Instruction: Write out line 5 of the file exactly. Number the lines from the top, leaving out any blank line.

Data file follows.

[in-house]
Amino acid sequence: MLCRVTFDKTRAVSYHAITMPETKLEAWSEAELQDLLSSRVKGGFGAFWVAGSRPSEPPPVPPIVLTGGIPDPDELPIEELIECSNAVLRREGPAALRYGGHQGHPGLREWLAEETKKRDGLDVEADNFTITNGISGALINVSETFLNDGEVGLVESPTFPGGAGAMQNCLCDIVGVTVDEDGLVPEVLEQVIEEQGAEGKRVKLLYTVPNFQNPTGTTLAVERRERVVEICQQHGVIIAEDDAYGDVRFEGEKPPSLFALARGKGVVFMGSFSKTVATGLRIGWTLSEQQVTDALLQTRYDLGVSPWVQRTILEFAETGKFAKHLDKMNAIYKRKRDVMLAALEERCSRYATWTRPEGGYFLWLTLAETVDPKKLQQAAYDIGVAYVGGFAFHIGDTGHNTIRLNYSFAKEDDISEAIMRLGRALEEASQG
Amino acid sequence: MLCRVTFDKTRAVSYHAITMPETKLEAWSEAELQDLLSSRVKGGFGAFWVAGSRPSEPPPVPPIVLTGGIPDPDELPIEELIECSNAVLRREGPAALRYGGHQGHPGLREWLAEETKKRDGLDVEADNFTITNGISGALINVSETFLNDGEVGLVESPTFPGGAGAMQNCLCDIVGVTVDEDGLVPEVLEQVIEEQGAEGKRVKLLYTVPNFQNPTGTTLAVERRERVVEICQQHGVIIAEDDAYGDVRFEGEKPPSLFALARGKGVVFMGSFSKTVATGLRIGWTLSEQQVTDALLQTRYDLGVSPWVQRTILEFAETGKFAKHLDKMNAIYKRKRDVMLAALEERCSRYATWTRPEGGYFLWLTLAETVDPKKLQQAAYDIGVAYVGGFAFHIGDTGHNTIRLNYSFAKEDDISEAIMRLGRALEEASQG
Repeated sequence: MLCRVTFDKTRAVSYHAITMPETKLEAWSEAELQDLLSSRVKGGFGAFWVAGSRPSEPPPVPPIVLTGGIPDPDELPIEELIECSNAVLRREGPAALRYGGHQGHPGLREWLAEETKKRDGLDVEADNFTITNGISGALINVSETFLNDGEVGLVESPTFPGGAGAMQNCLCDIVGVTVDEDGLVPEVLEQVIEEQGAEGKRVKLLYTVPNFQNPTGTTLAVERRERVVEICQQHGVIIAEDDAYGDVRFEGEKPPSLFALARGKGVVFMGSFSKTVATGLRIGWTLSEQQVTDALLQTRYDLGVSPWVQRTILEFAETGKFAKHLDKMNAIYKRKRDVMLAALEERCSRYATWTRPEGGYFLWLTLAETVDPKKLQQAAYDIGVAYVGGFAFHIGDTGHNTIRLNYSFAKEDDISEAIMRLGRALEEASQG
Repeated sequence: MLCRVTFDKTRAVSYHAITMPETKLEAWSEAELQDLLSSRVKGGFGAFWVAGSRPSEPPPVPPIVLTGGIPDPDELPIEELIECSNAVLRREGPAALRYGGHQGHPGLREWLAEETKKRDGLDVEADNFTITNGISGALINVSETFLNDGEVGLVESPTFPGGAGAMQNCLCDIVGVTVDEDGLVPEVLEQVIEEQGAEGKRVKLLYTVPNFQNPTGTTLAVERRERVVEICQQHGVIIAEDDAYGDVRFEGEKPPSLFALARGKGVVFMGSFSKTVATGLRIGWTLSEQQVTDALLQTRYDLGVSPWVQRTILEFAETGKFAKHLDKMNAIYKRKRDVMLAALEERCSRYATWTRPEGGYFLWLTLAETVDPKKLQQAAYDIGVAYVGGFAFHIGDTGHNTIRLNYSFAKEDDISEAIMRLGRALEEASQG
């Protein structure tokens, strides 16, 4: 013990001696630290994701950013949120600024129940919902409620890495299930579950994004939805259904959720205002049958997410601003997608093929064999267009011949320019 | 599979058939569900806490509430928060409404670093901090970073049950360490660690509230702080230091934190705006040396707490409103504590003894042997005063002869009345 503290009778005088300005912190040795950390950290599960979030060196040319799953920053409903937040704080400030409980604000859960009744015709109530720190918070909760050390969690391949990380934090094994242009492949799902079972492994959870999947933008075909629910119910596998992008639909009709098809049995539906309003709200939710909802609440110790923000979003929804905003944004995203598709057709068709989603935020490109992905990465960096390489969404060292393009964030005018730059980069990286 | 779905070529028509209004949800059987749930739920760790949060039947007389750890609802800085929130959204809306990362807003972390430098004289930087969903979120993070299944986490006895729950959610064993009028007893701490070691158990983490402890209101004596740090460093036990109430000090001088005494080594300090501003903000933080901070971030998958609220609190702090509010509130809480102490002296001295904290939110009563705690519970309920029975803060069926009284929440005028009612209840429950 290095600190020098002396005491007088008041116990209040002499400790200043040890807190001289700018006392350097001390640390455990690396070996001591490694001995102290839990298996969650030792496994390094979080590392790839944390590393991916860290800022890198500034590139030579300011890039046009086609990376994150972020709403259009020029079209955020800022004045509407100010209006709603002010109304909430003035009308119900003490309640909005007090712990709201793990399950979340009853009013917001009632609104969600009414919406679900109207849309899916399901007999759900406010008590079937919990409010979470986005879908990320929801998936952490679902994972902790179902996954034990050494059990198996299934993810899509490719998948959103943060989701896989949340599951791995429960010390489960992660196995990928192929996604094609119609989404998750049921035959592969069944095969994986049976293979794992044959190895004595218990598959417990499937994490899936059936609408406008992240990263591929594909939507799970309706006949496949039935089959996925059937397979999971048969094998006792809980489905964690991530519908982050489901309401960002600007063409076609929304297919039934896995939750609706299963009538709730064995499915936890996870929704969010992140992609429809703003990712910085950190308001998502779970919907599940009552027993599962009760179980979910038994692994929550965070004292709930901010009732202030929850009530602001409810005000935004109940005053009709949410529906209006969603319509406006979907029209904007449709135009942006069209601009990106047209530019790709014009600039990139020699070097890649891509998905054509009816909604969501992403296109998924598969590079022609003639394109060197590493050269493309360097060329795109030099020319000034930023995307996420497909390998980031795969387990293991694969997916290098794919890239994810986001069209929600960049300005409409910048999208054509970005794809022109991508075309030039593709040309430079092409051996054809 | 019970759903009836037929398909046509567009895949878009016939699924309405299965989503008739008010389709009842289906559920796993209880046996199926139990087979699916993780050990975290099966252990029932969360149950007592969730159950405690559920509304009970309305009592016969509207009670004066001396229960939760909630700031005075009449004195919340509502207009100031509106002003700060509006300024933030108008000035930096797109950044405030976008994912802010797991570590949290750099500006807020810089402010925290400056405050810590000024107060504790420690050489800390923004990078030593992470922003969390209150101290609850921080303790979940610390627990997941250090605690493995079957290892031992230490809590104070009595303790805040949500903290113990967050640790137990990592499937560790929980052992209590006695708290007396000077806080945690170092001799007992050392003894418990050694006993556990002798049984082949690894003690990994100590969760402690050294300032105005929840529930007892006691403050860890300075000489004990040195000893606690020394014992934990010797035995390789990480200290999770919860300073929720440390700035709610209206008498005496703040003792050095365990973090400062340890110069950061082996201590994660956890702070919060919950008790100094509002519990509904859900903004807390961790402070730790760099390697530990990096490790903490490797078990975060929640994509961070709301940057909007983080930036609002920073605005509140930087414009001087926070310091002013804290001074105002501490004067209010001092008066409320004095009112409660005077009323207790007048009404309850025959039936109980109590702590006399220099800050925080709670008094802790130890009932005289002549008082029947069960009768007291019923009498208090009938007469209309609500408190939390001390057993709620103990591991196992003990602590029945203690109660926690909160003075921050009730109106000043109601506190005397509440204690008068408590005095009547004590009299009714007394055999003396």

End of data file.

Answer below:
Repeated sequence: MLCRVTFDKTRAVSYHAITMPETKLEAWSEAELQDLLSSRVKGGFGAFWVAGSRPSEPPPVPPIVLTGGIPDPDELPIEELIECSNAVLRREGPAALRYGGHQGHPGLREWLAEETKKRDGLDVEADNFTITNGISGALINVSETFLNDGEVGLVESPTFPGGAGAMQNCLCDIVGVTVDEDGLVPEVLEQVIEEQGAEGKRVKLLYTVPNFQNPTGTTLAVERRERVVEICQQHGVIIAEDDAYGDVRFEGEKPPSLFALARGKGVVFMGSFSKTVATGLRIGWTLSEQQVTDALLQTRYDLGVSPWVQRTILEFAETGKFAKHLDKMNAIYKRKRDVMLAALEERCSRYATWTRPEGGYFLWLTLAETVDPKKLQQAAYDIGVAYVGGFAFHIGDTGHNTIRLNYSFAKEDDISEAIMRLGRALEEASQG